Movie Review: “Birdman” Never Leaves the Roost
“Birdman” tells the story of an actor who once portrayed a superhero but gave up that life to go on a more fulfilling artistic journey by performing a play based on Raymond Carver’s work. Except, the whole fulfilling part is the opposite, with sorrow, depression and anger. The actor continually finds himself battling with himself and his validation in the world.
“Birdman” didn’t soar as high as I thought it would, especially for a film with an Oscar best picture win. I found it a struggle to get through the movie, due to the depravity of the characters.
Michael Keaton does an excellent job of playing Riggan Thompson, the troubled former superhero actor. Thompson is a pathetic character, who attempts to atone for being a bad father and a worse husband. There are sweet little moments were he tries to say he’s sorry. However, those plans get derailed when he cares only about making his play a hit on Broadway. He struggles to make it big again, and to make a name for himself beyond his superhero character Birdman.
Edward Norton and Emma Stone received Oscar nominations for their roles in the film (Best Supporting Actor and Best Supporting Actress). They seemed good enough for the parts, but there is no closure with their characters. The third act of the film dives more into Thompson’s depression and his rise above it.
If you are expecting a moving soundtrack or an epic score, you won’t find either in “Birdman.” Antonio Sanchez’ score is minimalistic, relying on a serious of drumbeats or low-key jazz to convey beats in the film. It’s jarring, much like Thompson’s life. To me, music should complement a film or even help propel an emotion into your consciousness. The director, Alejandro Gonzalez Iñárritu, likes scores not to convey emotion. The score almost works against the film in that aspect, giving us an uncomfortable beat that trumps the wonderfully written dialogue. I guess that is my biggest complaint with the sound — every piece of dialogue should be forefront but sometimes in “Birdman,” it is overshadowed by an obnoxious drumbeat.
It is nothing sort of a wonderful feat that most of the film is one continuous take — or so the audience thinks. This style transports us into Thompson’s stream of consciousness, where sometimes things are never seen behind the camera. The only problem with this approach is that audiences never truly get a chance to stop and examine the beauty of the continuous shot. Sure, there are transitions from day to night, as well as using darkness or a focused shot to mask a cut. However, the fact that the film has no cuts makes the film feel like a nightmare. There’s no logical way for audiences to relax their eyes. That’s why we have eyelids, so we can reset our look on an object, maybe looking at it from a closer view. “Birdman” almost seems like “Cloverfield” or “The Blair Witch Project,” in that there is no focus during the film.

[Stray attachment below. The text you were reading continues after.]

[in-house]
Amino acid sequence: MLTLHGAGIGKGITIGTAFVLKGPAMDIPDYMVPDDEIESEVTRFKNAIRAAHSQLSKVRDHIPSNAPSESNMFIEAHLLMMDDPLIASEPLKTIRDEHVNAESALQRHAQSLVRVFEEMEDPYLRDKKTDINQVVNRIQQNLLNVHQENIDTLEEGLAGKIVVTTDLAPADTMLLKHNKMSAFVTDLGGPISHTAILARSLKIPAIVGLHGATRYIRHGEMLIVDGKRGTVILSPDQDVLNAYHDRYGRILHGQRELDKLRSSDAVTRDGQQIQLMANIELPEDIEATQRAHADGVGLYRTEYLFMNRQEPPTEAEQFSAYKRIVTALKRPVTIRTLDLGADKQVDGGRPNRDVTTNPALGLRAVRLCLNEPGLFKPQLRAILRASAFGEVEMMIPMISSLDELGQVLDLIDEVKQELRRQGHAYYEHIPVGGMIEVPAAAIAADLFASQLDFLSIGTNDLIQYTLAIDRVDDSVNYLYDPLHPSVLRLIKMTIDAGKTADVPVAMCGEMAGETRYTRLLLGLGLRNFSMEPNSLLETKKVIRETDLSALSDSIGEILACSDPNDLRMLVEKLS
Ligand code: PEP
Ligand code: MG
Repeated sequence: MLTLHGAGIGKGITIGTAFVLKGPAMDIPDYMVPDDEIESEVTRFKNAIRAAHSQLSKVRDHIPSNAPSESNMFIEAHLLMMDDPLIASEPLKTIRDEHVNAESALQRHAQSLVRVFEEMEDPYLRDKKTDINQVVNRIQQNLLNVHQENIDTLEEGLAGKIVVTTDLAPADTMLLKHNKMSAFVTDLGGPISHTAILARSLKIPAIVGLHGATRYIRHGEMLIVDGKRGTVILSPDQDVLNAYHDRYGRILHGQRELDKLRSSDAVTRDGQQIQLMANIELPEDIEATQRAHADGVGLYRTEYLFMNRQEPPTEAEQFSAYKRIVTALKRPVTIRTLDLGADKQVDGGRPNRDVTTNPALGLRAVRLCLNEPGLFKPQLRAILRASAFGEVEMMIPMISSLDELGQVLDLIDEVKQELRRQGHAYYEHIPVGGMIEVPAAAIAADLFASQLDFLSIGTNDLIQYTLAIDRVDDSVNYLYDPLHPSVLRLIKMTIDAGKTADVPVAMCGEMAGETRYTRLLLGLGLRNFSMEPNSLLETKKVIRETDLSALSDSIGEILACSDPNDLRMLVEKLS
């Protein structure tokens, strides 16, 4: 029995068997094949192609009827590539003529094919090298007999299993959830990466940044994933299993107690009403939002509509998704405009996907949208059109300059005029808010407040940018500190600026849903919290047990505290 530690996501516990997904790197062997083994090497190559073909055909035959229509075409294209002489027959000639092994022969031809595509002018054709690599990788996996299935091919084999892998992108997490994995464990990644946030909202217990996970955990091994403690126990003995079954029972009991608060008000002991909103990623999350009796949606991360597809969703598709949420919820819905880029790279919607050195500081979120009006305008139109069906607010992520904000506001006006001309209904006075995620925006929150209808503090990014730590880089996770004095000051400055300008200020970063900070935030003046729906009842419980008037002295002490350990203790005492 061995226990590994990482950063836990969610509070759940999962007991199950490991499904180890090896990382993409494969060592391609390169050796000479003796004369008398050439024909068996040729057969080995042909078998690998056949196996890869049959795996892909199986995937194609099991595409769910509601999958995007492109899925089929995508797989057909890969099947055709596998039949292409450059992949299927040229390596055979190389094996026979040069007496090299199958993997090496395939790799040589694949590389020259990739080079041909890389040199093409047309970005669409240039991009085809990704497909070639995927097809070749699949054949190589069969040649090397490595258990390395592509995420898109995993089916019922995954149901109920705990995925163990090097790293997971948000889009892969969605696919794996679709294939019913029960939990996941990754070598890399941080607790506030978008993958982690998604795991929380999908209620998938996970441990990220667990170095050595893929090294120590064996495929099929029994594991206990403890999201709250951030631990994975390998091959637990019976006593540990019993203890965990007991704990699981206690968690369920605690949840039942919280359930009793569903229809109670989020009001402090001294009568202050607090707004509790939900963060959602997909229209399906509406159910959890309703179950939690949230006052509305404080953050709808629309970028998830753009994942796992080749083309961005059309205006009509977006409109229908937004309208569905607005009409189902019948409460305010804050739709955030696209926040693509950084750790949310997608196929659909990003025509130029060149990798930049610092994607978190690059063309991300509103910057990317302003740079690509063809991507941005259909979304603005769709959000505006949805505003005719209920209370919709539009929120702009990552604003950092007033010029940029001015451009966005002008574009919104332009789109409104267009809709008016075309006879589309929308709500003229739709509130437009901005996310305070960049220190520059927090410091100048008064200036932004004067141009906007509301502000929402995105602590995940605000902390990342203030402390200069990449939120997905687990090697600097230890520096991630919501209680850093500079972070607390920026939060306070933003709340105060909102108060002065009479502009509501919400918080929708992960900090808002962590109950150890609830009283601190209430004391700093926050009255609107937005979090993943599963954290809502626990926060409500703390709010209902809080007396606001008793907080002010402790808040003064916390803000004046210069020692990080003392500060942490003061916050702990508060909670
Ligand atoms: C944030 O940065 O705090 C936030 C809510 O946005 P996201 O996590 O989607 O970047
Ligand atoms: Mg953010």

I’m not saying there isn’t great camera work in the film. I think the way the story is presented is brilliant. However, just to perform one continuous take for the whole film makes it feel gimmicky and cheap, much like Thompson’s life. I believe there should have been pauses to match the aforementioned beats in the film, and give audiences time to meditate on Thompson’s poor state of affairs. After all, Thompson as Birdman does bring up that dull audiences only like big explosion, high intensity blockbusters. The take doesn’t make you comfortable. It’s a struggle, much like Thompson’s career.
The playhouse’s hues during the film contrast with blues and reds, and the lighting conveys emotions. Thompson is empty under the blue light. He’s remorseful and bitter. It’s these layers that give the playhouse dimension. The behind-the-scenes of the production gives the film a look into the actor’s lives, and drives the narrative.
“Birdman” is a struggle. It’s a struggle for Riggan Thompson to move beyond superhero to credible actor. It was also a struggle for me on this rocky ride. From the great acting to the continuous camerawork, “Birdman” is an acquired taste, just like a superhero film.
“Birdman or (The Unexpected Virtue of Ignorance)” won:
– Best Motion Picture of the Year, Alejandro González Iñárritu, John Lesher, James W. Skotchdopole
– Best Achievement in Directing, Alejandro González Iñárritu
– Best Writing, Original Screenplay, Alejandro González Iñárritu, Nicolás Giacobone, Alexander Dinelaris, Armando Bo
– Best Achievement in Cinematography, Emmanuel Lubezki
Do you agree with Chad’s review of “Birdman?” Tell us about it in the comments.
Chad Alexander is a mild-mannered government contractor by day and a pretty normal sleeper by night. He has been dedicated to freelance writing for the last decade — writing scripts, short stories, and blogging in his spare time. He reads constantly, plays board games in his spare time, and enjoys a fine 20 oz of Cherry Coke whenever he’s feeling dangerous.
Read more: Movie Reviews by Chad Alexander
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